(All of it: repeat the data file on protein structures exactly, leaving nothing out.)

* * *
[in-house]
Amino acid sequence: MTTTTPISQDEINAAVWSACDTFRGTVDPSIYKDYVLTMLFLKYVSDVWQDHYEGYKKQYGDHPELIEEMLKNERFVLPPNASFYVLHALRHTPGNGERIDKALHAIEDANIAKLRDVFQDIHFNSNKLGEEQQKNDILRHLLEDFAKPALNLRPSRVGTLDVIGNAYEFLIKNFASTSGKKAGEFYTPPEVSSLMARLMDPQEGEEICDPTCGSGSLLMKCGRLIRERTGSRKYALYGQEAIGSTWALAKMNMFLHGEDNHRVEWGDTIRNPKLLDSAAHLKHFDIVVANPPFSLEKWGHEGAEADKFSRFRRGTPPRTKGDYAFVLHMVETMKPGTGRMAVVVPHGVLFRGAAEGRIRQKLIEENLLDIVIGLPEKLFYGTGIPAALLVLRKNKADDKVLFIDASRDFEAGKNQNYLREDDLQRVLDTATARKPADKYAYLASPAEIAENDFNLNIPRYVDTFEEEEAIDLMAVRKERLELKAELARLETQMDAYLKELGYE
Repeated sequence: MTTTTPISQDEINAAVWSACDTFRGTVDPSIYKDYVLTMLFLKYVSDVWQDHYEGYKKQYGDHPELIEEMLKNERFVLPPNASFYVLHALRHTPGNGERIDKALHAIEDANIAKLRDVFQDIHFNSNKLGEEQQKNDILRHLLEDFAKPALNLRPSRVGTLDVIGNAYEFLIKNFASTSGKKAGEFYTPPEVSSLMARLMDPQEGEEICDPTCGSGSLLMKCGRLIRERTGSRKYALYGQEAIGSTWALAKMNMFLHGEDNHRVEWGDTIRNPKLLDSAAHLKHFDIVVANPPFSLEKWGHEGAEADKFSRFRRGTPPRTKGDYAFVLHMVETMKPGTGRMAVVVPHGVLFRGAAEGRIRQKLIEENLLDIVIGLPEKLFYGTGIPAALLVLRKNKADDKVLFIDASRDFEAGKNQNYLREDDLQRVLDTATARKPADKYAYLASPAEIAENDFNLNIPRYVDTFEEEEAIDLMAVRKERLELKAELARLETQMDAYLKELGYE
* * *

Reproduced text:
[in-house]
Amino acid sequence: MTTTTPISQDEINAAVWSACDTFRGTVDPSIYKDYVLTMLFLKYVSDVWQDHYEGYKKQYGDHPELIEEMLKNERFVLPPNASFYVLHALRHTPGNGERIDKALHAIEDANIAKLRDVFQDIHFNSNKLGEEQQKNDILRHLLEDFAKPALNLRPSRVGTLDVIGNAYEFLIKNFASTSGKKAGEFYTPPEVSSLMARLMDPQEGEEICDPTCGSGSLLMKCGRLIRERTGSRKYALYGQEAIGSTWALAKMNMFLHGEDNHRVEWGDTIRNPKLLDSAAHLKHFDIVVANPPFSLEKWGHEGAEADKFSRFRRGTPPRTKGDYAFVLHMVETMKPGTGRMAVVVPHGVLFRGAAEGRIRQKLIEENLLDIVIGLPEKLFYGTGIPAALLVLRKNKADDKVLFIDASRDFEAGKNQNYLREDDLQRVLDTATARKPADKYAYLASPAEIAENDFNLNIPRYVDTFEEEEAIDLMAVRKERLELKAELARLETQMDAYLKELGYE
Repeated sequence: MTTTTPISQDEINAAVWSACDTFRGTVDPSIYKDYVLTMLFLKYVSDVWQDHYEGYKKQYGDHPELIEEMLKNERFVLPPNASFYVLHALRHTPGNGERIDKALHAIEDANIAKLRDVFQDIHFNSNKLGEEQQKNDILRHLLEDFAKPALNLRPSRVGTLDVIGNAYEFLIKNFASTSGKKAGEFYTPPEVSSLMARLMDPQEGEEICDPTCGSGSLLMKCGRLIRERTGSRKYALYGQEAIGSTWALAKMNMFLHGEDNHRVEWGDTIRNPKLLDSAAHLKHFDIVVANPPFSLEKWGHEGAEADKFSRFRRGTPPRTKGDYAFVLHMVETMKPGTGRMAVVVPHGVLFRGAAEGRIRQKLIEENLLDIVIGLPEKLFYGTGIPAALLVLRKNKADDKVLFIDASRDFEAGKNQNYLREDDLQRVLDTATARKPADKYAYLASPAEIAENDFNLNIPRYVDTFEEEEAIDLMAVRKERLELKAELARLETQMDAYLKELGYE